Vulnerability Assessment of a EAL 4 system - Setup

This is a discussion on Vulnerability Assessment of a EAL 4 system - Setup ; I am looking at a Linux server which has been accredited as a EAL4 system by IBM. During the assessment, I was looking for standard Linux protections like iptables, ssh etc. On this server, there is no iptables. Regardless, I ...

+ Reply to Thread
Results 1 to 6 of 6

Thread: Vulnerability Assessment of a EAL 4 system

  1. Vulnerability Assessment of a EAL 4 system

    I am looking at a Linux server which has been accredited as a EAL4
    system by IBM. During the assessment, I was looking for standard Linux
    protections like iptables, ssh etc. On this server, there is no iptables.

    Regardless, I would like to know how to evaluate a EAL 4 system. What
    do you need to look for in the EAL 4 system in production that could
    become vulnerable?

    Thank you in advance for any help.

    N J

  2. Re: Vulnerability Assessment of a EAL 4 system

    Neil Jones writes:
    > I am looking at a Linux server which has been accredited as a EAL4
    > system by IBM. During the assessment, I was looking for standard Linux
    > protections like iptables, ssh etc. On this server, there is no iptables.
    >
    > Regardless, I would like to know how to evaluate a EAL 4 system. What
    > do you need to look for in the EAL 4 system in production that could
    > become vulnerable?


    orange book like stuff ... sort of assumed that everything was a
    general purpose computer and had to have provisions to handle
    everything that a general purpose computer might encountered
    (including various kinds of multi-user sharing). there was somewhat
    generalized criteria that things were evaluated against.

    i've somewhat characterized the change over to common criteria ... as
    recognizing that not everything is a general purpuse computer
    (including multi-user sharing) ... and so there are all sorts of
    provisions in common criteria for specifying the "protection profile"
    against which something will be evaluated.

    there are some general stuff about what kinds of things that need to
    be in a "protection profile" for different evaluation levels ... but
    without the specific protection profile ... you have no real idea what
    specific evaluation has been performed.

    it is possible that there couled be security things that you might be
    interested in doing ... that just weren't considered or included in
    the protection profile used for the evaluation.

    obstensibly one of the purposes of evaluation was so you could compare
    the evaluation levels of two similar products and use the evaluation
    to help in the choice ... under the assumption that using the same
    protection profile would result in comparable evaluations. However, a
    couple years ago, there was a statement that of the 64 some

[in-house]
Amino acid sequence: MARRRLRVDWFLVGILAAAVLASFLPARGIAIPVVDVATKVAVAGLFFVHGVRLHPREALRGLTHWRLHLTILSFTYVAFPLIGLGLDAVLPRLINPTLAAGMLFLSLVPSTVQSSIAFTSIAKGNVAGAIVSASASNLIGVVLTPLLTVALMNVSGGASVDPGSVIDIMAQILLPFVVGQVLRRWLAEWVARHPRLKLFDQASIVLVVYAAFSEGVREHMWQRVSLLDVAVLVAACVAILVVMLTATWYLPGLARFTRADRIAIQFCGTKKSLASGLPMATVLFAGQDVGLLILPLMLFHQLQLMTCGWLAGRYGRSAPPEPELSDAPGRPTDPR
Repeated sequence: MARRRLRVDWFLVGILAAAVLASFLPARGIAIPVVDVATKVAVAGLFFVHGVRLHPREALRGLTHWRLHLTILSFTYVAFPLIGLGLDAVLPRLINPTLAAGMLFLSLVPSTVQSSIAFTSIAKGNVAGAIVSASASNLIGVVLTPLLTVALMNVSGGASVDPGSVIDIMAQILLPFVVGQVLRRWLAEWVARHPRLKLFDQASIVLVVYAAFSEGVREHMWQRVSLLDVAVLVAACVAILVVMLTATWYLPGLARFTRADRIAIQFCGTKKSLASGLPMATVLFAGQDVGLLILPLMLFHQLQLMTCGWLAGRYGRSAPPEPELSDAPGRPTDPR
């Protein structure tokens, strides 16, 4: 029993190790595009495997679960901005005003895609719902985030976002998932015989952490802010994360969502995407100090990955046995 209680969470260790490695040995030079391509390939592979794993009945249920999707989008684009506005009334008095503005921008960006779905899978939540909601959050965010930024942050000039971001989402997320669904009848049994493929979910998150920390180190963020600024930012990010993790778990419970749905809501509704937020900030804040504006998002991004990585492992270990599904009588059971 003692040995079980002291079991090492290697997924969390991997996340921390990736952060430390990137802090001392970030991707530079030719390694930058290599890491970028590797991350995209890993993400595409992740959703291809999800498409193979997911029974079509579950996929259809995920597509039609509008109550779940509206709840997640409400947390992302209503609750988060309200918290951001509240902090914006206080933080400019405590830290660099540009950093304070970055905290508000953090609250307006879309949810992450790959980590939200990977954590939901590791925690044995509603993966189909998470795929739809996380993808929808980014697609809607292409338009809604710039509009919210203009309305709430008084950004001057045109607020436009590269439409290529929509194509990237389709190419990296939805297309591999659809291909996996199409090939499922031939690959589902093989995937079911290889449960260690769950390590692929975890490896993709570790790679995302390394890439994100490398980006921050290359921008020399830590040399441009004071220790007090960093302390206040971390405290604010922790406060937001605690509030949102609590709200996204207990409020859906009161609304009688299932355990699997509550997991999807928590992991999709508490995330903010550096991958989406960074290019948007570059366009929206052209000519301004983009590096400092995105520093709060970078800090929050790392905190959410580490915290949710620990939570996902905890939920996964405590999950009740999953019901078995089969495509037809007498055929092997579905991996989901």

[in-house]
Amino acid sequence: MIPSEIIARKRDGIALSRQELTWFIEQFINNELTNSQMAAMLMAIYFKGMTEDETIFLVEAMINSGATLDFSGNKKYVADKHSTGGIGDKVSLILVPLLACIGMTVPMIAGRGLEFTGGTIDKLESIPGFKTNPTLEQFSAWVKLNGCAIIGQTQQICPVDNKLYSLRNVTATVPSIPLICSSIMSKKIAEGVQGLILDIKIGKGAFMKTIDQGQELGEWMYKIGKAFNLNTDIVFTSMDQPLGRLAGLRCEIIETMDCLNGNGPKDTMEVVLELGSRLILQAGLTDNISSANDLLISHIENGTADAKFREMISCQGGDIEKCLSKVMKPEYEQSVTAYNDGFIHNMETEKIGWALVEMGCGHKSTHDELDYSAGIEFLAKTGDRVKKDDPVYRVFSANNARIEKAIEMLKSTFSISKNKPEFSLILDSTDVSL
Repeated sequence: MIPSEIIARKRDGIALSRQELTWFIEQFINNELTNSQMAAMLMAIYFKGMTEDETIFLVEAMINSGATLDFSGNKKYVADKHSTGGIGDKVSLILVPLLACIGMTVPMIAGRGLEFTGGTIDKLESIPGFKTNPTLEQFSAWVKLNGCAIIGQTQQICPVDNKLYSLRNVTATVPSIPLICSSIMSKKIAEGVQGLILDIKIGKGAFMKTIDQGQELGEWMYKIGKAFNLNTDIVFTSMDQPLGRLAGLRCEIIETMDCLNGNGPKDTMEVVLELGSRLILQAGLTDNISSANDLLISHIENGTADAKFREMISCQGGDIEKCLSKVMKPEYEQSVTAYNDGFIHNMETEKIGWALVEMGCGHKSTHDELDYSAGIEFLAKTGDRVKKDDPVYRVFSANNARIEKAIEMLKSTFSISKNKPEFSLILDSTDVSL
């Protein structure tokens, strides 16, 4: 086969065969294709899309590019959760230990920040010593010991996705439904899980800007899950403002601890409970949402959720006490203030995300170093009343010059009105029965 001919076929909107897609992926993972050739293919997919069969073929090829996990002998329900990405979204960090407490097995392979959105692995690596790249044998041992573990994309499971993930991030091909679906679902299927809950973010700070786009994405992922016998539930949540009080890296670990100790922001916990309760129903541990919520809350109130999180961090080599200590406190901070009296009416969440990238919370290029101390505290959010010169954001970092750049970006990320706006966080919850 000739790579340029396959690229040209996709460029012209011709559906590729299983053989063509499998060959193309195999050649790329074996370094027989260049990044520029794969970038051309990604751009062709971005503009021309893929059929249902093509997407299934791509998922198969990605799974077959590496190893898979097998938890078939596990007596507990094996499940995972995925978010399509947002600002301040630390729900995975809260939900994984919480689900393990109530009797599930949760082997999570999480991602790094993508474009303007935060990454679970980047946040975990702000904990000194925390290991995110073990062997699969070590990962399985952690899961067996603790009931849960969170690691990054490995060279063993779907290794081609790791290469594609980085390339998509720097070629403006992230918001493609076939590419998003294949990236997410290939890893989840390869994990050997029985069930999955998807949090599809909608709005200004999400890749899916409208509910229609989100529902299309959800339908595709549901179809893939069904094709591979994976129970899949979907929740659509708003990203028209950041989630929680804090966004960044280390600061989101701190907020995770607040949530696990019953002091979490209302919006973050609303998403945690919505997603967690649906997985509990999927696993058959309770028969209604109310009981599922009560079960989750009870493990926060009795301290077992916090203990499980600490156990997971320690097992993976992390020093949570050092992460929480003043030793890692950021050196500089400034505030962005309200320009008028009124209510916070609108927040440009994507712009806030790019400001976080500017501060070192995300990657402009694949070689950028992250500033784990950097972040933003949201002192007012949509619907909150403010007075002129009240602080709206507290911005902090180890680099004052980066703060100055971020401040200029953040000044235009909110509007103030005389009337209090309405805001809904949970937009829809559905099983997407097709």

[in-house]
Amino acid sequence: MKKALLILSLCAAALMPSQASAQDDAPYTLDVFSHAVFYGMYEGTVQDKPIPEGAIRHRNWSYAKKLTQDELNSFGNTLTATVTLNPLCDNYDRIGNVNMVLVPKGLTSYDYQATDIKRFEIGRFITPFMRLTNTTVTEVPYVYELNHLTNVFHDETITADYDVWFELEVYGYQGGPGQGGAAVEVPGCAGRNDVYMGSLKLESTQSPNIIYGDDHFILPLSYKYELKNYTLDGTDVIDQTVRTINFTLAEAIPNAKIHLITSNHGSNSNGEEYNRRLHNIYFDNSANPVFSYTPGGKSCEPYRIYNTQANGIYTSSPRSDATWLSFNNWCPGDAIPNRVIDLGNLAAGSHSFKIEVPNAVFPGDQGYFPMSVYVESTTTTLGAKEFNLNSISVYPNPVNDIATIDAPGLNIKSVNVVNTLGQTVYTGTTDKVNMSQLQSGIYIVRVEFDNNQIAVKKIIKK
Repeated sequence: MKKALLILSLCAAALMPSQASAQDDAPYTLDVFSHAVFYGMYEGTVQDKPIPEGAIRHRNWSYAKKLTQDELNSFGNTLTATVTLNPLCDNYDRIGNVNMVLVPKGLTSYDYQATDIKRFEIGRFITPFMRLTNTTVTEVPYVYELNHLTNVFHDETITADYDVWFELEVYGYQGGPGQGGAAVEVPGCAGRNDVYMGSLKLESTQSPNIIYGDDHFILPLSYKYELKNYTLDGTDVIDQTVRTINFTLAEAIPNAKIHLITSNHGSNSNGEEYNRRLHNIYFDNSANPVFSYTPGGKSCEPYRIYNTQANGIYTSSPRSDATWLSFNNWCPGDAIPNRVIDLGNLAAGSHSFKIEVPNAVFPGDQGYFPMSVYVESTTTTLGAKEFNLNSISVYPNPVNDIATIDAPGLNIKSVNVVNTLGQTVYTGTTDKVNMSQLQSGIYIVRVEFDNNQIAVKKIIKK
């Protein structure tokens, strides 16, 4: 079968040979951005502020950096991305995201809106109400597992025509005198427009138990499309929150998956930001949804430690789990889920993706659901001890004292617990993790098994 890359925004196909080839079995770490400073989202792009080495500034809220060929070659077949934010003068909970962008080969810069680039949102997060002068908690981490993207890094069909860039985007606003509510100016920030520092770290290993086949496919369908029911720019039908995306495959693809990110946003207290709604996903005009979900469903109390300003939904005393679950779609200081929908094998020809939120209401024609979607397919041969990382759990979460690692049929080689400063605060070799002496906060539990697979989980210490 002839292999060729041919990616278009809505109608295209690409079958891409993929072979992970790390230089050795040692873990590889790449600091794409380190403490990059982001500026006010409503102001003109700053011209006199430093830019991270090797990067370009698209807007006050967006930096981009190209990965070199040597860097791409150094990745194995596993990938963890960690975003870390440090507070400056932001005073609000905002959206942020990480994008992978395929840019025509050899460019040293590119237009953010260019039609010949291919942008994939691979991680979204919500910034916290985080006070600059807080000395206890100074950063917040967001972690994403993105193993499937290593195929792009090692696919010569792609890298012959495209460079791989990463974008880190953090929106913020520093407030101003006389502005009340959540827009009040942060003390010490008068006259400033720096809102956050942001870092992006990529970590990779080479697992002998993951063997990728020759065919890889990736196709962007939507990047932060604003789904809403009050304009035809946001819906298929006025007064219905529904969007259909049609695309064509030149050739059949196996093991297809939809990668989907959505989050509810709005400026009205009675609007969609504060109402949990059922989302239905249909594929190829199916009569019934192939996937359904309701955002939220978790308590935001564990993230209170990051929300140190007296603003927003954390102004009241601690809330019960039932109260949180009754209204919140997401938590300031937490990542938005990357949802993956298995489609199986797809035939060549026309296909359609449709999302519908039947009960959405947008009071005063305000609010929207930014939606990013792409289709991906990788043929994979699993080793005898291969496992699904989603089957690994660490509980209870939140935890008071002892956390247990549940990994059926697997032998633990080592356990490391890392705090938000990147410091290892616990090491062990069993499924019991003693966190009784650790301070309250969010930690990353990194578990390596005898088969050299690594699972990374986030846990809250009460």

evaluations that had been performed at that time, something like sixty
    of the evaluations had non-public deviations from published protection
    profile (making it difficult to use evaluations as part of comparing
    similar products)

    National Information Assurance Partnership (NIAP) home page
    http://www.nsa.gov/ia/industry/niap.cfm

    The Common Criteria Evaluation and Validation Scheme
    http://niap.bahialab.com/cc-scheme/

    Common Criteria Portal
    http://www.commoncriteriaportal.org/

    List of Protection Profiles (against which evaluation are performed)
    http://www.commoncriteriaportal.org/...dex.php?menu=5

    under operating systems in the above ... there is

    "Multi-level Operating Systems in Medium Robustness Environments PP" protection
    profile (at EAL4+)
    http://www.commoncriteriaportal.org/...P-MR_V1.22.pdf

    "Multi-level Operating Systems in Medium Robustness Environments" certification
    report (at EAL4+)
    http://www.commoncriteriaportal.org/..._VID204-VR.pdf

    then there is

    "Single-level Operating Systems in Medium Robustness PP" protection profile
    (at EAL4+)
    http://www.commoncriteriaportal.org/...P-MR_V1.22.pdf

    "Single-level Operating Systems in Medium Robustness PP" certification report
    (at EAL4+)
    http://www.commoncriteriaportal.org/...s/PP_VID203-VR


    whole lot of past posts mentioning risk, fraud, exploits, and vulnerabilities
    http://www.garlic.com/~lynn/subintegrity.html#fraud

    and some number of past posts mentioning assurance
    http://www.garlic.com/~lynn/subintegrity.html#assurance


  3. Re: Vulnerability Assessment of a EAL 4 system

    Anne & Lynn Wheeler wrote:
    >
    >>I am looking at a Linux server which has been accredited as a EAL4
    >>system by IBM. During the assessment, I was looking for standard Linux
    >>protections like iptables, ssh etc. On this server, there is no iptables.
    >>
    >>Regardless, I would like to know how to evaluate a EAL 4 system. What
    >>do you need to look for in the EAL 4 system in production that could
    >>become vulnerable?

    >
    >
    > orange book like stuff ... sort of assumed that everything was a
    > general purpose computer and had to have provisions to handle
    > everything that a general purpose computer might encountered
    > (including various kinds of multi-user sharing). there was somewhat
    > generalized criteria that things were evaluated against.
    >
    > i've somewhat characterized the change over to common criteria ... as